Turks and Caicos Islands

(redirected from Turks islands)
Also found in: Dictionary.

Turks and Caicos Islands

(kī`kōs), dependency of Great Britain (2015 est. pop. 34,000), 166 sq mi (430 sq km), West Indies. There are more than 30 cays and islands, of which eight are inhabited. Geographically, the islands are a southeastern continuation of the BahamasBahamas, the
, officially Commonwealth of the Bahamas, independent nation (2015 est. pop. 387,000), 4,403 sq mi (11,404 sq km), in the Atlantic Ocean, consisting of some 700 islands and islets and about 2,400 cays, beginning c.50 mi (80 km) off SE Florida and extending c.
..... Click the link for more information.
. The capital is at Cockburn TownCockburn Town,
town (1990 pop. 350), capital of the British dependency of the Turks and Caicos Islands, located on Grand Turk Island, on the Turks Island Passage. The port town is the islands' administrative, commercial, and cultural center.
..... Click the link for more information.
 on Grand Turk. Lobster and conch are primary exports; the economic mainstays are tourism and offshore financial services. There is also an underground economy based on the transportation of illegal drugs. For nearly three centuries (until the 1960s), salt production was the islands' main industry. The population is largely of African descent; Protestantism is the main religion and English is spoken. The islands are governed under a constitution that came into effect in 2012; direct rule was imposed by Britain from 2009 to 2012 due to evidence of corruption, dishonesty, and administrative incompetence under the previous constitution. There is a unicameral 20-seat House of Assembly with 15 elected members (5 at large and 10 from constituencies), 4 appointed members, and the attorney general, all of whom serve four-year terms. The government is headed by a premier, and the monarch of Great Britain and Northern Ireland, represented by a governor, is the head of state. The islands were first visited by Europeans in 1512 when Ponce de LeónPonce de León, Juan
, c.1460–1521, Spanish explorer, first Westerner to reach Florida. He served against the Moors of Granada, and in 1493 he accompanied Columbus on his second voyage to America.
..... Click the link for more information.
 landed there; they were a dependency of Jamaica until that island's independence in 1962. The islands suffered significant damage from Hurricane Irma in 2017.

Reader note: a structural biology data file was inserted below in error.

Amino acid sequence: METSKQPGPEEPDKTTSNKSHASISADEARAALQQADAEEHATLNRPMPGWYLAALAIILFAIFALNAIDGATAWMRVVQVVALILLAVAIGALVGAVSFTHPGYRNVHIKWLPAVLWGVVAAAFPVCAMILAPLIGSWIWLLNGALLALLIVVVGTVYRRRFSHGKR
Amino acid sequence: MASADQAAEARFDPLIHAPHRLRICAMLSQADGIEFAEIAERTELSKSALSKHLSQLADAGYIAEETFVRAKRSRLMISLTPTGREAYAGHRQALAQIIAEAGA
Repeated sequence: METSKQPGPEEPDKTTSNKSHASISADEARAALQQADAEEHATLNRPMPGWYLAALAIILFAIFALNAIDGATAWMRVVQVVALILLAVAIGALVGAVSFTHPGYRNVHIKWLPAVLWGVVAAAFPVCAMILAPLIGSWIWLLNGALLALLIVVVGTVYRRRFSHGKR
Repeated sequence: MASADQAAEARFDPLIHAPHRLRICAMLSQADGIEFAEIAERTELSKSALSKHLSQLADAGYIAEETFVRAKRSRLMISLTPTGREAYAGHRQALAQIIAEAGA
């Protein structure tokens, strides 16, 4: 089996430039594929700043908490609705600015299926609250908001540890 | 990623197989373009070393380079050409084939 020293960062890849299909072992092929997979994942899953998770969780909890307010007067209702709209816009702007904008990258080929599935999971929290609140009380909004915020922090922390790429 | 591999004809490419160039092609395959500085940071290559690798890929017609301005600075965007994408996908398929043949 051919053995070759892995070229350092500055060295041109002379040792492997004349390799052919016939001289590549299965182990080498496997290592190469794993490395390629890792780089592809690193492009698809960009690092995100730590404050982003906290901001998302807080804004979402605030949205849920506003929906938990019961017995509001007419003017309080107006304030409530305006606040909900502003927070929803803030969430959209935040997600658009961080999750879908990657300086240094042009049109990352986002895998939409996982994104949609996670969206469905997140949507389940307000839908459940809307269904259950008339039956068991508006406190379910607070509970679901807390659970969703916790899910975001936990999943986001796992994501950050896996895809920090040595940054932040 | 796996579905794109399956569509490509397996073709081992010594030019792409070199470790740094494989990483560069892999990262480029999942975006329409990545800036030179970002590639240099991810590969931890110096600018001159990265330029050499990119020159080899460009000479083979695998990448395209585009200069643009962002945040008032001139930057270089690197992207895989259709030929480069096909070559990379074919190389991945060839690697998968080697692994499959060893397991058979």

References in periodicals archive ?
To document this "unbounded illicit Trade," Thomas Shirley, now governor of the Bahamas, submitted a list of vessels trading at Turks Islands during the twelve-month period from early March 1769 to mid-February 1770.
It seems that the King's Agent and other residents of the Turks Islands were amenable to including slaves in their freewheeling trade with and among Bermudan, Spanish, French, and British ships.
Governor Shirley's 1770 report and correspondence between Shirley and the Earl of Hillsborough, Symmer and Hillsborough, and "his Majesty's Industrious Subjects" on Turks Islands clearly reveal that Shirley and the government of the Bahamas were determined to force Turks Islanders to comply with Bahamian laws, notably new salt pond regulations, prohibitions on trade in goods other than salt, and the collection of export taxes on salt.
That may be true because in 1775 and 1776, the Continental Congress permitted provisions to be exported to the Turks Islands in return for salt.
The importance of Turks Islands salt would only increase over the final decades of the eighteenth century and into the next century.
Consul to Turks Islands, Thomas Wynn, was reporting in to the "Honorable Martin Van Buren, Secretary of State.
Gregory, The Turks Islands Salt Trade and Industry: An Historical Economic Geography (Berkeley: University of California, 1970), 1-4.
Andrew Symmer, Turks Islands, to "My Lord" [Earl of Hillsborough], 27 June 1768.
Sadler, Turks Islands Landfall: A History of the Turks & Caicos Islands (1967; Kingston, Jamaica: United Cooperative Printers, Ltd.
On Shirley's argument in support of British sovereignty over the Turks Islands, see Governor W.
Regarding competition over Turks Islands salt: in 1629, Charles I had included the Bahamas in a land grant to his attorney-general Sir Robert Heath.
Rules & Orders for regulating His Majesty's Ponds on Turks Islands & for maintaining Peace & good Order amongst the Inhabitants .
Full browser ?